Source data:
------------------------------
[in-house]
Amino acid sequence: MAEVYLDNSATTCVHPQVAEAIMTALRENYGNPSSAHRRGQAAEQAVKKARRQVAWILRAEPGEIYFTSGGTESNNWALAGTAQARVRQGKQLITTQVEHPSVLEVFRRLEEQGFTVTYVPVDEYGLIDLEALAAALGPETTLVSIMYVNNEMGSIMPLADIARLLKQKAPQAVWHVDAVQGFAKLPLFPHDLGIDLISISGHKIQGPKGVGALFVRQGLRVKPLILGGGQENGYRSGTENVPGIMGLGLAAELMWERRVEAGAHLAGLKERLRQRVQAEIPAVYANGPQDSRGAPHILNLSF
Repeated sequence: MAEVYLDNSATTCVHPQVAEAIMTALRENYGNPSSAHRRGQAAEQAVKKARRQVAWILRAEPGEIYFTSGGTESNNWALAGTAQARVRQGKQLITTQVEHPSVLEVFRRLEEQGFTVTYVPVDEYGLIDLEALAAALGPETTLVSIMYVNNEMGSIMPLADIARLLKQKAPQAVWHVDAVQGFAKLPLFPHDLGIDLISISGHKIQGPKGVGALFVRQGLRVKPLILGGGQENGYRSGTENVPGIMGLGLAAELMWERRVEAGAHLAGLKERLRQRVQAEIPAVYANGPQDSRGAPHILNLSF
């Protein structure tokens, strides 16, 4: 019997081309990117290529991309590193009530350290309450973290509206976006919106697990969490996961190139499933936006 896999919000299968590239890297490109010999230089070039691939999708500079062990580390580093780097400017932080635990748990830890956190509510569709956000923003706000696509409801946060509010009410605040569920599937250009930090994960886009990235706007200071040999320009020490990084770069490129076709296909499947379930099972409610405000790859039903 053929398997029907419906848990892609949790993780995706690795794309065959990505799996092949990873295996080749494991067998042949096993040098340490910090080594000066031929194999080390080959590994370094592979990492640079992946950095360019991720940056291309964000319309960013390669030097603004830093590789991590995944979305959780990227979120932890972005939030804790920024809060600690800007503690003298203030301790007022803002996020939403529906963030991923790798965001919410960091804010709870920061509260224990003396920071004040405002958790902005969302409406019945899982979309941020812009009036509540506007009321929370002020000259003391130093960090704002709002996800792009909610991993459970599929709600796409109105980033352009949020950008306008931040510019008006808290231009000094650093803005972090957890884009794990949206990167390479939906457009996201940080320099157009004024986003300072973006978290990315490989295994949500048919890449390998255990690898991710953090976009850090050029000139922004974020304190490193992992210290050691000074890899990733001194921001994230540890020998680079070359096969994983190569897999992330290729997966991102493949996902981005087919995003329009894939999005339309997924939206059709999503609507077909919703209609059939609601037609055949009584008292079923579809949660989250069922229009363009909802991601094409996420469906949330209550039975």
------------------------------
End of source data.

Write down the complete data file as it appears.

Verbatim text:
[in-house]
Amino acid sequence: MAEVYLDNSATTCVHPQVAEAIMTALRENYGNPSSAHRRGQAAEQAVKKARRQVAWILRAEPGEIYFTSGGTESNNWALAGTAQARVRQGKQLITTQVEHPSVLEVFRRLEEQGFTVTYVPVDEYGLIDLEALAAALGPETTLVSIMYVNNEMGSIMPLADIARLLKQKAPQAVWHVDAVQGFAKLPLFPHDLGIDLISISGHKIQGPKGVGALFVRQGLRVKPLILGGGQENGYRSGTENVPGIMGLGLAAELMWERRVEAGAHLAGLKERLRQRVQAEIPAVYANGPQDSRGAPHILNLSF
Repeated sequence: MAEVYLDNSATTCVHPQVAEAIMTALRENYGNPSSAHRRGQAAEQAVKKARRQVAWILRAEPGEIYFTSGGTESNNWALAGTAQARVRQGKQLITTQVEHPSVLEVFRRLEEQGFTVTYVPVDEYGLIDLEALAAALGPETTLVSIMYVNNEMGSIMPLADIARLLKQKAPQAVWHVDAVQGFAKLPLFPHDLGIDLISISGHKIQGPKGVGALFVRQGLRVKPLILGGGQENGYRSGTENVPGIMGLGLAAELMWERRVEAGAHLAGLKERLRQRVQAEIPAVYANGPQDSRGAPHILNLSF
């Protein structure tokens, strides 16, 4: 019997081309990117290529991309590193009530350290309450973290509206976006919106697990969490996961190139499933936006 896999919000299968590239890297490109010999230089070039691939999708500079062990580390580093780097400017932080635990748990830890956190509510569709956000923003706000696509409801946060509010009410605040569920599937250009930090994960886009990235706007200071040999320009020490990084770069490129076709296909499947379930099972409610405000790859039903 053929398997029907419906848990892609949790993780995706690795794309065959990505799996092949990873295996080749494991067998042949096993040098340490910090080594000066031929194999080390080959590994370094592979990492640079992946950095360019991720940056291309964000319309960013390669030097603004830093590789991590995944979305959780990227979120932890972005939030804790920024809060600690800007503690003298203030301790007022803002996020939403529906963030991923790798965001919410960091804010709870920061509260224990003396920071004040405002958790902005969302409406019945899982979309941020812009009036509540506007009321929370002020000259003391130093960090704002709002996800792009909610991993459970599929709600796409109105980033352009949020950008306008931040510019008006808290231009000094650093803005972090957890884009794990949206990167390479939906457009996201940080320099157009004024986003300072973006978290990315490989295994949500048919890449390998255990690898991710953090976009850090050029000139922004974020304190490193992992210290050691000074890899990733001194921001994230540890020998680079070359096969994983190569897999992330290729997966991102493949996902981005087919995003329009894939999005339309997924939206059709999503609507077909919703209609059939609601037609055949009584008292079923579809949660989250069922229009363009909802991601094409996420469906949330209550039975």